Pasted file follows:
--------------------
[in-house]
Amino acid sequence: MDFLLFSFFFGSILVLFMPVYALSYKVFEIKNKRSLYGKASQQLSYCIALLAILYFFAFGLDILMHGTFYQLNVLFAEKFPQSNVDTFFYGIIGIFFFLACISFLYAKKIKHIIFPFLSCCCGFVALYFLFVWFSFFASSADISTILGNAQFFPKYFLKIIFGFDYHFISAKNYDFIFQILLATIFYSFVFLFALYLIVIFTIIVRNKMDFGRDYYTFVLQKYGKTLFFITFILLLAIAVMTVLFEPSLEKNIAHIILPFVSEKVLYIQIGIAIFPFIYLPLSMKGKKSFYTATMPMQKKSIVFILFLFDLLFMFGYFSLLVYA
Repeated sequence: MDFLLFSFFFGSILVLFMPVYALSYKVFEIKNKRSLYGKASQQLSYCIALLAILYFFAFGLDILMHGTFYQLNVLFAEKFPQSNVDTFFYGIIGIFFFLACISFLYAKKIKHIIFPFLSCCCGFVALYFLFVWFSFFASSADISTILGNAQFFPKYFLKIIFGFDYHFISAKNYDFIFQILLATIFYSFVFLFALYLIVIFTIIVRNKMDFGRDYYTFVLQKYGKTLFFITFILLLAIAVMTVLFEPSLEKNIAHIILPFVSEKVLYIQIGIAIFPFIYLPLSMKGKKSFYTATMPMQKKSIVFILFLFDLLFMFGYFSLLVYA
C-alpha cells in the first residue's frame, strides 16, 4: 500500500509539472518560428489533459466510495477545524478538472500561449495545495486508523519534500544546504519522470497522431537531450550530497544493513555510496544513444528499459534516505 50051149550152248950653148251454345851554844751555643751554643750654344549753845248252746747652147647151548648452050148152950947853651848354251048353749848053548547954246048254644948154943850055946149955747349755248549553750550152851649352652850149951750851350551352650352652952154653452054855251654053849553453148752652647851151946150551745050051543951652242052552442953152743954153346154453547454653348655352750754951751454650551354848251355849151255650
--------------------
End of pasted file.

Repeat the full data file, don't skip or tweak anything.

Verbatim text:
[in-house]
Amino acid sequence: MDFLLFSFFFGSILVLFMPVYALSYKVFEIKNKRSLYGKASQQLSYCIALLAILYFFAFGLDILMHGTFYQLNVLFAEKFPQSNVDTFFYGIIGIFFFLACISFLYAKKIKHIIFPFLSCCCGFVALYFLFVWFSFFASSADISTILGNAQFFPKYFLKIIFGFDYHFISAKNYDFIFQILLATIFYSFVFLFALYLIVIFTIIVRNKMDFGRDYYTFVLQKYGKTLFFITFILLLAIAVMTVLFEPSLEKNIAHIILPFVSEKVLYIQIGIAIFPFIYLPLSMKGKKSFYTATMPMQKKSIVFILFLFDLLFMFGYFSLLVYA
Repeated sequence: MDFLLFSFFFGSILVLFMPVYALSYKVFEIKNKRSLYGKASQQLSYCIALLAILYFFAFGLDILMHGTFYQLNVLFAEKFPQSNVDTFFYGIIGIFFFLACISFLYAKKIKHIIFPFLSCCCGFVALYFLFVWFSFFASSADISTILGNAQFFPKYFLKIIFGFDYHFISAKNYDFIFQILLATIFYSFVFLFALYLIVIFTIIVRNKMDFGRDYYTFVLQKYGKTLFFITFILLLAIAVMTVLFEPSLEKNIAHIILPFVSEKVLYIQIGIAIFPFIYLPLSMKGKKSFYTATMPMQKKSIVFILFLFDLLFMFGYFSLLVYA
C-alpha cells in the first residue's frame, strides 16, 4: 500500500509539472518560428489533459466510495477545524478538472500561449495545495486508523519534500544546504519522470497522431537531450550530497544493513555510496544513444528499459534516505 50051149550152248950653148251454345851554844751555643751554643750654344549753845248252746747652147647151548648452050148152950947853651848354251048353749848053548547954246048254644948154943850055946149955747349755248549553750550152851649352652850149951750851350551352650352652952154653452054855251654053849553453148752652647851151946150551745050051543951652242052552442953152743954153346154453547454653348655352750754951751454650551354848251355849151255650